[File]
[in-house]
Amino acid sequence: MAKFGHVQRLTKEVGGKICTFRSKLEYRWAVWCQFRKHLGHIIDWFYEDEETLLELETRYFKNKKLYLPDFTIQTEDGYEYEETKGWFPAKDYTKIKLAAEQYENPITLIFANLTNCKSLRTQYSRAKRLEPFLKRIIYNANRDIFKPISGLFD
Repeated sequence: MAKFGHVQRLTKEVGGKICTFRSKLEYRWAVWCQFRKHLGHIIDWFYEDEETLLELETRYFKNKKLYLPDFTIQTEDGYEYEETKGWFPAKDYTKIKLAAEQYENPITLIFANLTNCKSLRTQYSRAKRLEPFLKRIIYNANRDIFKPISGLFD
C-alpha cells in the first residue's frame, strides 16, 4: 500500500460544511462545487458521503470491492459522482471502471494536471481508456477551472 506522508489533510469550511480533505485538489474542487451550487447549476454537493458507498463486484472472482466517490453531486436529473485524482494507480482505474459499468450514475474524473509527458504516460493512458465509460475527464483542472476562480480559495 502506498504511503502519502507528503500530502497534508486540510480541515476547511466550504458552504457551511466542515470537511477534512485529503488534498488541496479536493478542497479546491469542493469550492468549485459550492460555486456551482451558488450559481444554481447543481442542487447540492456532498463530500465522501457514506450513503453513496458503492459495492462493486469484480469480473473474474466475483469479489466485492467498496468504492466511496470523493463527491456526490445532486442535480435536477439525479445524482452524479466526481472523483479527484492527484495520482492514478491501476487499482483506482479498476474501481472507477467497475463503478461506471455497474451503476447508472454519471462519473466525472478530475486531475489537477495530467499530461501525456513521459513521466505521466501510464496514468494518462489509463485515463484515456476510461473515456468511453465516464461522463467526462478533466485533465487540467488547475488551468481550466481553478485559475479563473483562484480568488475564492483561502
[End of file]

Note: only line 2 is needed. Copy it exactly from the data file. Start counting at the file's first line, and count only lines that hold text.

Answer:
Amino acid sequence: MAKFGHVQRLTKEVGGKICTFRSKLEYRWAVWCQFRKHLGHIIDWFYEDEETLLELETRYFKNKKLYLPDFTIQTEDGYEYEETKGWFPAKDYTKIKLAAEQYENPITLIFANLTNCKSLRTQYSRAKRLEPFLKRIIYNANRDIFKPISGLFD